Download it to your computer and WiFi it over by sending it via your home network. Check the manual on that as I don't remember the steps...

    You'll get an email announcement AND a copy you can send direct to your Kindle if you are on WiFi.

    You can do that now with the Kindle email if you're on your WiFi network or someone else's.

    Now if they code it so that they know you're on WiFi while browsing the web,I suppose they could let us download PDFs.

    Little e-reader memories from all kinds of makers are crashing on very demanding heavy load PDFs (image-based) and ultra complex sites after we've hit many...

    I had one hang after I hit too many buttons together at one time. Rebooted after I did the 15 second thing. I had no spontaneous restarts though. Have had those with Kindle 2 and DX when I browse too much w/o clearing cache.

    And I web'd for 2 hours before it happened.

    I was surprised at how well they rendered several difficult sites...

  3. Got my Kindle 3 yesterday. I returned my Kindle 2 on July 27th because I was within the 30 day window. Many nice improvements in the Kindle 3 but I'm kind of disappointed with the new web browser. I know this is probably the best book reader out but I was hoping to use this as a cheap mobile browser to replace my aging PDA that I wirelessly tether to my bluetooth phone. When I'm browsing on the go I take advantage of web sites designed for mobile devices. I prefer fast and ugly over slow and pretty. I'm having trouble using some of my favorite mobile sites on the new browser. The old browser worked very well on these sites. For example I can't get the mobile version of GMail or Google Tasks to work on the new browser. They simple won't load at all. I'm seriously considering returning this Kindle 3 even though I like many of the other improvements. I'll hold out for a couple of weeks to see if there is any improvement in this. I don't understand why these sites won't load because I can load them in Firefox on my laptop too. I get the popup message that says "Your Kindle is unable to load the requested page" when I attempt to go to
    or to

    Both of these sites work fine on my PDA and my laptop.

    I know with the new browser I can go to the regular gmail site but I don't really want to do that because it is much slower.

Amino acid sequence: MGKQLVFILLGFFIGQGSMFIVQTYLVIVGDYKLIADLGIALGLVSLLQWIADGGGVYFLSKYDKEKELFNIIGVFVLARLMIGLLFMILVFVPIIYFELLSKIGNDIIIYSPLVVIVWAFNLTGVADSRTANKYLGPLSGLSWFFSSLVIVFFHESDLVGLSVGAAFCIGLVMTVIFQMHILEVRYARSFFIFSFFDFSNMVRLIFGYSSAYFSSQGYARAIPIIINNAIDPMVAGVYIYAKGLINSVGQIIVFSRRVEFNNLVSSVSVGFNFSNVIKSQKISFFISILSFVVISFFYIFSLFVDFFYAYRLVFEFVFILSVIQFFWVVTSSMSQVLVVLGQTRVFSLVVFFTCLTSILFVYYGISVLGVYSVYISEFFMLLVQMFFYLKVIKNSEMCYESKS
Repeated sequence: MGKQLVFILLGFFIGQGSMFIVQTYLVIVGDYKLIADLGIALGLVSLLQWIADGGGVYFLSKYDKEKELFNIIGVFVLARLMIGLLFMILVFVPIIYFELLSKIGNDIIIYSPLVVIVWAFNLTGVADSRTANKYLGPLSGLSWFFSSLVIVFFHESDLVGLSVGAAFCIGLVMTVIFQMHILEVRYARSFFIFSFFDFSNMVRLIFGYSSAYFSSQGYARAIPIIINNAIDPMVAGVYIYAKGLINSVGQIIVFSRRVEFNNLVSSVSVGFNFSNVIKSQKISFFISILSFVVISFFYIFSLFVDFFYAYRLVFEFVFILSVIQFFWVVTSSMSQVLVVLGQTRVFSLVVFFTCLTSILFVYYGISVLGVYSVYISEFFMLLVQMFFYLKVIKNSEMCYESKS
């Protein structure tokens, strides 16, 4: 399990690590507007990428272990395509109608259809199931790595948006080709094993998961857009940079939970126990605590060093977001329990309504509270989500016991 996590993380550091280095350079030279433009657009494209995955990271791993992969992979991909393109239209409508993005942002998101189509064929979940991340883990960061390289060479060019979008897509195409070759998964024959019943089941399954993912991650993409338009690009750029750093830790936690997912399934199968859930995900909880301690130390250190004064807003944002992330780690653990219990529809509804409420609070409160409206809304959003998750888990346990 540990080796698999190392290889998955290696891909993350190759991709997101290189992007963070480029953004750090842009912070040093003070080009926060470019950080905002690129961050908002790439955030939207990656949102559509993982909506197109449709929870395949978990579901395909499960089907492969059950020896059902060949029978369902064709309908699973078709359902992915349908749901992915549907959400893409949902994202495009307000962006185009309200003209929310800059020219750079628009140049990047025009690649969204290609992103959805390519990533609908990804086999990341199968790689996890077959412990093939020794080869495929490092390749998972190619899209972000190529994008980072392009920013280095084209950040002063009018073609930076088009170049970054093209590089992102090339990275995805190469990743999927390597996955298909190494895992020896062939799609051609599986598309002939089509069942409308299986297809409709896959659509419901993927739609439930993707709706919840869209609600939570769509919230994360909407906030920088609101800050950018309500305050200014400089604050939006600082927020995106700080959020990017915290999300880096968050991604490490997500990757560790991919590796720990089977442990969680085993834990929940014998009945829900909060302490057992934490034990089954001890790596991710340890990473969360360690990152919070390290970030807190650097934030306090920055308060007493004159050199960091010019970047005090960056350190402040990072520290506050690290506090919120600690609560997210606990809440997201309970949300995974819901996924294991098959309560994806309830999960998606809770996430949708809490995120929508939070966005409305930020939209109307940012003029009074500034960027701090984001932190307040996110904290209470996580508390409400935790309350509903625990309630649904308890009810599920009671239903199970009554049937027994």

4. I think my first impression was flawed (as first impressions often are ). I'm pretty sure when I played with it the first time, the Kindle was busy indexing the stuff I'd just put on it in the background. Performance is pretty much what I'd expect now, and I'm getting used to the way it sometimes wants to zoom a web page, and sometimes not.

    That said there are still many limitations, and you can only discover these on a case by case basis. The wonder of it is that so many sites are accessible now.

    My Kindle continues to crash with annoying frequency, with no discernible pattern to it. It's not heavy PDFs or anything like that, I've got the same content as I had on K2.

    As far as the restriction on downloading PDFs, the error message doesn't specifically mention PDFs, and I doubt it is really designed to prevent PDF download, so much as prevent users from downloading arbitrary files which Kindle can't read (the only download location is Documents folder). There was a time when there was no PDF support, but now there is, so it makes sense to allow it, and from Amazon's perspective, to do so without incurring 3G charges.

    I'm still wondering how audible downloads over wifi are supposed to work; I asked Amazon CS and they could not tell me the status of the feature. I tried using Kindle browser to download directly from my library on and get the same 'only mobi/prc/txt/azw' error as with PDF. It would not have worked anyway since it is supposed to go in the audible and not the documents folder.

  5. The only crash I've had has come with a lot of web browsing and 'experimenting.'

    I think I wrote above that PDFS are just downloaded to your computer and you email them to [you]

    The manual describes what you do. That sends you any file (this one w/o conversion) AND it sends it to your Kindle for a time you can get it via WiFi.

    I know for a fact that PDF isn't allowed for download because of the possibly humongous sizes and how insane that would be. I have normal electronics manuals that are 40 megs and more. Why would they allow that? They could cap it at 2 megs maybe.

    Same thing with audible, you mail it to your Kindle address while you're on WiFi and receive it on WiFi after you've downloaded it to your computer using Audible.

    Can't get to the user manual right now...

    Glad you're finding some good things with the web browser. Wish they'd fix gmail of all things though.

  6. Yes, I know about PDF delivery by email. The point is that I want to pull content onto the Kindle from the web, not push it to Kindle using my computer or whatever. There are a lot of free ebooks on the web in PDF format for example (and I don't mean the bloated ones Google has ), and I mentioned the personal web server use case also.